Christmas Time

With only two weekends of the Beamish Christmas celebrations left, I though it was time to share some of background to what is going on at the Museum. Following in the traditional of Charles Dickens we are sharing with you Christmases past, actually three different periods of history. The Georgian era, that focuses on Twelfth Night celebrations at Pockerley Old Hall, the late Victorian era at Home Farm and the Edwardian era in the Town and Pit Village.

Edwardian Christmas celebrations ranged from simple and home-made, seen by candle and oil lamp, to the middle and upper classes celebrations with electric lighting with shop bought decorations and gifts. Christmas was growing into a commercial celebration though its roots go back to the much older traditions and customs from feudal society.

It was Prince Albert’s enthusiasm for Christmas that popularised the celebration through the press. With early trees being placed in pots on tables with presents left unwrapped under the tree or on the tree with little tags to identify the recipients, Miss Smith in the Ravensworth Terrace still has a small tree in a pot. By the 1880s the Norway Spruce was being used as a large floor standing tree. Popular authors of the day such as Charles Dickens idealised these Christmas celebrations.

Decorations were often homemade. Paper chains and greenery were used to decorate many homes and businesses. The quantity and quality of decorations was very different between the wealth of for example the Dentist in the town to the pit village cottages. The Dentist has electric lighting and a floor standing Christmas tree, with all the trimmings of shop bought toys. The pit village families have a small table top tree, with homemade decorations and gifts. They rely on oil lamps and candles for light, you can understand why people had to make the most of the day-light hours!


Hedworth Lane Infants School, Boldon Colliery, 1905. Hanging from the ceiling are bunches of mistletoe and at the back of the hall, left of the rocking horse, is a wreath ready to hang up.

Illuminations were in their infancy during the Edwardian period, with not everywhere having access to electricity. The famous Blackpool Illuminations begin in 1879, before even Edison’s electric light bulb was invented. By 1912 the first of the modern style displays was opened with ‘festoons of garland lamps’ using 10,000 bulbs opened by Princess Louise. This proved so popular that it has continued ever since. The display in the Beamish town street may appear small and unimpressive to modern eyes, but with the use of electric bulbs still being an exciting experience, the display would have been very impressive and exciting to the Edwardian eye. The Masonic Hall, when in its original location in Sunderland, won awards for its illuminations for Queen Victoria’s Diamond Jubilee.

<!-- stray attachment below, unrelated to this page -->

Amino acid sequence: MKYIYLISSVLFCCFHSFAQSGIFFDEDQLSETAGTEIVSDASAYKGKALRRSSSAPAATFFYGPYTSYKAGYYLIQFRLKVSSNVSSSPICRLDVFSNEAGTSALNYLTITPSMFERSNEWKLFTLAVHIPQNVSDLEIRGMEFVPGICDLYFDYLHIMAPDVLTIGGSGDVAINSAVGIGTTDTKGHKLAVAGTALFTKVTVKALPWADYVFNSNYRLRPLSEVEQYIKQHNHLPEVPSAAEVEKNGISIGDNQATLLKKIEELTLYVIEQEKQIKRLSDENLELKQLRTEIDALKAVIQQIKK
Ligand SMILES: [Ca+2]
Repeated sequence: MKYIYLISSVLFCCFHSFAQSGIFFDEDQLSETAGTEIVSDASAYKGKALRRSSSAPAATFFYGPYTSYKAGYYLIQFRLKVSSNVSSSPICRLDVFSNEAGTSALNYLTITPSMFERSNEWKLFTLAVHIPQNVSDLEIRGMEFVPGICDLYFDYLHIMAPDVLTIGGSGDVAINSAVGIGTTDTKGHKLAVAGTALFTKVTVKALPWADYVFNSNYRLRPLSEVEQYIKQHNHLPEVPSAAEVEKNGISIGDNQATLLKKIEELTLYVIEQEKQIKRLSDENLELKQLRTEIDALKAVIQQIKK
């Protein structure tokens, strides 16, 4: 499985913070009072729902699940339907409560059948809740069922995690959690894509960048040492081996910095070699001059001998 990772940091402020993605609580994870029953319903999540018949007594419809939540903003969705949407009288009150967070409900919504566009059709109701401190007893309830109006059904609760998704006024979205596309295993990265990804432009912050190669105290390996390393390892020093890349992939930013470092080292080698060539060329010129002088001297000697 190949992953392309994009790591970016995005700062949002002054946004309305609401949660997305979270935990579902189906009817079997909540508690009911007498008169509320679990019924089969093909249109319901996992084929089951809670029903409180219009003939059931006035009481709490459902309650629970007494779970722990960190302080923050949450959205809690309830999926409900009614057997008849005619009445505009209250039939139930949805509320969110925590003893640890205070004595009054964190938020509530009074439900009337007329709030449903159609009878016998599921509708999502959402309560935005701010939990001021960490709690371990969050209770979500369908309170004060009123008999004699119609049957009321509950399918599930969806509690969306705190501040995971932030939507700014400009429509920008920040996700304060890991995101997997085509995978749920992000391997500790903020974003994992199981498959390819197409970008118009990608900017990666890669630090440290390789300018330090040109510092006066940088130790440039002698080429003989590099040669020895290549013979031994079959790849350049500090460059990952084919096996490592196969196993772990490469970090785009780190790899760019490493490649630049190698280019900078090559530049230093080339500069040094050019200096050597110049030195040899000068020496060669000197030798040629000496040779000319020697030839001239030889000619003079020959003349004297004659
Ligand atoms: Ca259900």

Father Christmas was a universal figure by 1910, in his red suite. Though before this time Father Christmas could be seen in a blue, green or red outfit as he is a merging of two figures, Father Christmas and St Nicholas.


This 1910 Christmas card show a very modern Father Christmas, in his red outfit, driving a car and even uses the work xmas. Though many people think this is a modern term its use dates back to the early 1800s.

There were a number of other traditions that still continue today, which were well established even by the Edwardian era. Christmas cards were first commercially produced in 1843 by Henry Cole and in the 1870s cheap rate postage led to a dramatic increase in the sending of cards, so during the Edwardian period card giving was commonplace, if you are visiting Beamish over the Christmas season wy not have a go at making cards in the Town or Pit Village. Carols too had gained popularity in the mid 1800s and were widespread by the Edwardian period.

Between 1900 and 1920 Christmas became increasingly commercial; there was a dramatic increase in the giving of gifts to children and Christmas trees. The ‘Book of the Home’ explains how to decorate a Christmas tree in the early 1900s, with bon-bons, toys, dolls and baskets of sweets, brightly decorated and glittering. Christmas stockings first appears in the mid-1800s as an American adaptation of a Dutch tradition, with stockings being hung on the bed or hearth. In 1881 one magazine describes a little boys stocking as having; 2 bags of sweets, pocket knife, oranges, almonds, raisin and 2 jockey’s caps.


A 1913 Father Christmas on his was to visit a local infants school somewhere in the north east, this image is from the Beamish photo archive.

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